PetrSvetr
Posts: 20
Joined: Wed Mar 01, 2017 6:49 am
Location: The Czech Republic

how to trigger an action when input signal is detected

Wed Jun 07, 2017 8:49 pm

We are designing power source for RPI and we would like to be compatible to the HAT description.
The DT is kind of complex to us, but we are studying and trying to do our best to understand.
I understand how to set the GPIO output to provide signal for external watchdog for example.
https://community.nxp.com/thread/444423
viewtopic.php?f=29&t=108134

Now my question:
Is there a way to write dts code to set the GPIO input to trigger an action?
To be more specific, we would like to execute reboot or halt, when signal is detected on the input pin.

thanks for your hints
Petr

PhilE
Raspberry Pi Engineer & Forum Moderator
Raspberry Pi Engineer & Forum Moderator
Posts: 2647
Joined: Mon Sep 29, 2014 1:07 pm
Location: Cambridge

Re: how to trigger an action when input signal is detected

Thu Jun 08, 2017 8:23 am

Device Tree is just a static configuration mechanism - it declares devices with enough information to allow the kernel to locate drivers for them. You can't add new functionality purely through Device Tree, but you can enable and configure existing modules in new ways.

What you need is something to actively monitor a GPIO signal and trigger a graceful shutdown when it changes to the required level. This could be done with a kernel module, but since I haven't found one you would have to write it yourself. Off the top of my head I'm not sure how you would trigger a shutdown from inside the kernel, but it shouldn't be too hard.

However, I think you will find it much easier to use a simple script - this Element14 tutorial includes a Python script that should work, along with information on how to run it automatically.

notro
Posts: 695
Joined: Tue Oct 16, 2012 6:21 pm
Location: Drammen, Norway

Re: how to trigger an action when input signal is detected

Thu Jun 08, 2017 4:09 pm

A common pattern is to create a gpio keyboard with a power key.

This overlay creates a power button on GPIO26, which is active when pushed to gnd:

Code: Select all


/dts-v1/;
/plugin/;

/ {
	compatible = "brcm,bcm2835";

	[email protected] {
		target = <&gpio>;
		__overlay__ {
			powerbtn_pin: powerbtn_pin {
				brcm,pins = <26>;
				brcm,function = <0>; /* BCM2835_FSEL_GPIO_IN */
				brcm,pull = <2>; /* BCM2835_PUD_UP */
			};
		};
	};

	[email protected] {
		target-path = "/soc";
		__overlay__ {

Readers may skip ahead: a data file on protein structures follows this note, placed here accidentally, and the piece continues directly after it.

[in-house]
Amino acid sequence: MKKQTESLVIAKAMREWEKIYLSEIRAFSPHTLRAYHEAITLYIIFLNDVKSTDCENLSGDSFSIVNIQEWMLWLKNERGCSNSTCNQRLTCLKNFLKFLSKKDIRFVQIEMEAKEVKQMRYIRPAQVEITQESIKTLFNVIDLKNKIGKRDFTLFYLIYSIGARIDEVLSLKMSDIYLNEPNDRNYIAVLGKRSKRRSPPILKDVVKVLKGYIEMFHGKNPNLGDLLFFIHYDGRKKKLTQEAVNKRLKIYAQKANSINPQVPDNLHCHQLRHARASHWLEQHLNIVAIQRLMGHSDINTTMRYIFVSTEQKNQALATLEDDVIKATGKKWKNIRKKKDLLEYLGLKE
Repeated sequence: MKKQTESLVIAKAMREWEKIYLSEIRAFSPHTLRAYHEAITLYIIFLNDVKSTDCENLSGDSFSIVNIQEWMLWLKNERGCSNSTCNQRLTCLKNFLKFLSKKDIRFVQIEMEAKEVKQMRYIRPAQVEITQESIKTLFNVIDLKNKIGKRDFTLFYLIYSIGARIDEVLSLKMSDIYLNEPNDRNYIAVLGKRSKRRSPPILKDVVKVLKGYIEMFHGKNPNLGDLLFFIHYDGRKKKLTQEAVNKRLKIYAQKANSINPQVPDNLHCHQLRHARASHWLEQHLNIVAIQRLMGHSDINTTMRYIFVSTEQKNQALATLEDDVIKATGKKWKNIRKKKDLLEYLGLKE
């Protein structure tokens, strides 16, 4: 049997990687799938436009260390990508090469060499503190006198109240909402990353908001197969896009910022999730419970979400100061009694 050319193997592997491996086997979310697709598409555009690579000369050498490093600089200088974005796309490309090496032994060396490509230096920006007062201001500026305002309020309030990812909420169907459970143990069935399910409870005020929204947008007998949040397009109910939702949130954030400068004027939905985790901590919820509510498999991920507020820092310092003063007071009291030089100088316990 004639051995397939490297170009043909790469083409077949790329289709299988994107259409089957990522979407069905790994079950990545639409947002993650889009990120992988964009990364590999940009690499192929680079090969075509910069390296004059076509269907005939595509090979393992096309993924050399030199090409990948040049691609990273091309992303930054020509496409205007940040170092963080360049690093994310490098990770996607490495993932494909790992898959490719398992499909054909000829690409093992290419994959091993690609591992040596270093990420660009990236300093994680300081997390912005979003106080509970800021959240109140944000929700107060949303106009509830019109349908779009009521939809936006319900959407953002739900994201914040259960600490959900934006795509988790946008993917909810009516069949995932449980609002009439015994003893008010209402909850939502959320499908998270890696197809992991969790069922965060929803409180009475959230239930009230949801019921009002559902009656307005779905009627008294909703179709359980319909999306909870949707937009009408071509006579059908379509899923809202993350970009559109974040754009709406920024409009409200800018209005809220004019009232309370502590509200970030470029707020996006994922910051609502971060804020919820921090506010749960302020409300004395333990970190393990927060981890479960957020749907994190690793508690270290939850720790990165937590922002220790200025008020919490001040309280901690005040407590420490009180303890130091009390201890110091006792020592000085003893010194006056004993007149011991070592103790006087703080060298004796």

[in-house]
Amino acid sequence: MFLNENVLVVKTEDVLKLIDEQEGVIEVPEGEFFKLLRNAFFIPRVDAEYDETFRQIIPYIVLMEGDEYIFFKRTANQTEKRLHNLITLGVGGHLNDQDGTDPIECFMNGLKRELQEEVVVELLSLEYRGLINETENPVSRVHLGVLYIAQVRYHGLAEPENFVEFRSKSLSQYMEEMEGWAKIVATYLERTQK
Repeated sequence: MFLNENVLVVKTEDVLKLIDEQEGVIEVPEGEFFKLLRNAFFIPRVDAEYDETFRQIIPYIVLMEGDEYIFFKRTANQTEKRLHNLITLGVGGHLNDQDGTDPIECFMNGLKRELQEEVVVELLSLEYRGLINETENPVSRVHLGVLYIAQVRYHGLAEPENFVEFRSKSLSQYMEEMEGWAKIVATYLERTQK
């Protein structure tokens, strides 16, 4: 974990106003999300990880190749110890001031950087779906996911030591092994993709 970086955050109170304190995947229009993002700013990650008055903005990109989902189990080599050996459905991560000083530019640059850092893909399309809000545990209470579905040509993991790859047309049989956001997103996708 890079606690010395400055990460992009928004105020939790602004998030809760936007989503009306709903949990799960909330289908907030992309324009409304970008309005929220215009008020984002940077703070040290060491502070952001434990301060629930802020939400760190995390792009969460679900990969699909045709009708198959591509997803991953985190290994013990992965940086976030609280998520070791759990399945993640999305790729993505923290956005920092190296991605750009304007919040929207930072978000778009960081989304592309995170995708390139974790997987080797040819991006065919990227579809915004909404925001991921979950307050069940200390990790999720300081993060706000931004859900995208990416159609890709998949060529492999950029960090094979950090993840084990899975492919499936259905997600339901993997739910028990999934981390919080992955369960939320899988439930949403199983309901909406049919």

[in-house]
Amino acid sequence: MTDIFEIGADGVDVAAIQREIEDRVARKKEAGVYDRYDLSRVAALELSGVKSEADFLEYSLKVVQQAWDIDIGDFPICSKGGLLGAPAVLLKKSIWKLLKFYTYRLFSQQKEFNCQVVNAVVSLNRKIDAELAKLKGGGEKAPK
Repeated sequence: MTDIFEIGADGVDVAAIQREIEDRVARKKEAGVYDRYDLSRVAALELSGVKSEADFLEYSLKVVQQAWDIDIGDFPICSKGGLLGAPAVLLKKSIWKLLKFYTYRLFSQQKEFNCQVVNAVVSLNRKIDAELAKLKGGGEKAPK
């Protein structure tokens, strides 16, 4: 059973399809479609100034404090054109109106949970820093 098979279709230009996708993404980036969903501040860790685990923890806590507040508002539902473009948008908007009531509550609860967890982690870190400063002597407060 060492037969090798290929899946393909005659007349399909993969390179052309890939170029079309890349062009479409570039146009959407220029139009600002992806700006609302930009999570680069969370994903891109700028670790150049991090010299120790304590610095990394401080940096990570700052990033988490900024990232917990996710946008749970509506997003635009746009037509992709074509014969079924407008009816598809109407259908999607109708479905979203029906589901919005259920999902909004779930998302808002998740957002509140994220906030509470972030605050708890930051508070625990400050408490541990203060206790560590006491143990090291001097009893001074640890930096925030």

powerbtn {
				compatible = "gpio-keys";
				#address-cells = <1>;
				#size-cells = <0>;
				pinctrl-names = "default";
				pinctrl-0 = <&powerbtn_pin>;

				[email protected] {
					label = "KEY_POWER";
					linux,code = <116>;
					gpios = <&gpio 26 1>; /* GPIO_ACTIVE_LOW */
				};
			};
		};
	};
};

Test that it works:

Code: Select all

$ sudo apt install evtest
$ evtest
No device specified, trying to scan all of /dev/input/event*
Not running as root, no devices may be available.
Available devices:
/dev/input/event0:      soc:powerbtn
Select the device event number [0-0]: 0
Input driver version is 1.0.1
Input device ID: bus 0x19 vendor 0x1 product 0x1 version 0x100
Input device name: "soc:powerbtn"
Supported events:
  Event type 0 (EV_SYN)
  Event type 1 (EV_KEY)
    Event code 116 (KEY_POWER)
Properties:
Testing ... (interrupt to exit)
Event: time 1496937683.446926, type 1 (EV_KEY), code 116 (KEY_POWER), value 1
Event: time 1496937683.446926, -------------- EV_SYN ------------
Event: time 1496937683.806920, type 1 (EV_KEY), code 116 (KEY_POWER), value 0
Event: time 1496937683.806920, -------------- EV_SYN ------------
systemd can be told to act on this button by tagging it:

Get ID_PATH:

Code: Select all

$ udevadm info /dev/input/event0
P: /devices/platform/soc/soc:powerbtn/input/input0/event0
N: input/event0
S: input/by-path/platform-soc:powerbtn-event
E: BACKSPACE=guess
E: DEVLINKS=/dev/input/by-path/platform-soc:powerbtn-event
E: DEVNAME=/dev/input/event0
E: DEVPATH=/devices/platform/soc/soc:powerbtn/input/input0/event0
E: ID_INPUT=1
E: ID_INPUT_KEY=1
E: ID_PATH=platform-soc:powerbtn
E: ID_PATH_TAG=platform-soc_powerbtn
E: LIBINPUT_DEVICE_GROUP=19/1/1/100:gpio-keys
E: MAJOR=13
E: MINOR=64
E: SUBSYSTEM=input
E: USEC_INITIALIZED=48119
E: XKBLAYOUT=gb
E: XKBMODEL=pc105
Create udev rule:
/etc/udev/rules.d/powerbtn.rules

Code: Select all

ACTION=="remove", GOTO="powerbtn_end"

SUBSYSTEM=="input", KERNEL=="event*", ENV{ID_PATH}=="platform-soc:powerbtn", ATTRS{keys}=="*", TAG+="power-switch" 

LABEL="powerbtn_end"
Reboot, and now it's tagged:

Code: Select all

$ udevadm info /dev/input/event0 | grep TAGS
E: TAGS=:power-switch:
Pushing the button will now result in poweroff.

See HandlePowerKey= for more info: https://www.freedesktop.org/software/sy ... .conf.html

PhilE
Raspberry Pi Engineer & Forum Moderator
Raspberry Pi Engineer & Forum Moderator
Posts: 2647
Joined: Mon Sep 29, 2014 1:07 pm
Location: Cambridge

Re: how to trigger an action when input signal is detected

Thu Jun 08, 2017 4:16 pm

Thanks for the informative post, notro - that definitely counts as "sufficiently advanced technology".

PetrSvetr
Posts: 20
Joined: Wed Mar 01, 2017 6:49 am
Location: The Czech Republic

Re: how to trigger an action when input signal is detected

Thu Jun 08, 2017 5:07 pm

Wow, notro...
it is really high level reply. Thank you very much. In principle I understand, but it looks we have to study a lot!!!!

On the other hand, I am thinking how to prepare our hardware for users so the deployment on the user side is as smooth/simple as possible..
  • Empty EEPROM and navigate users how to generate eep file containing board definition (eeprom_config.txt) and device-tree and how to upload it to the EEPROM + instructions how to create /etc/udev/rules.d/powerbtn.rules?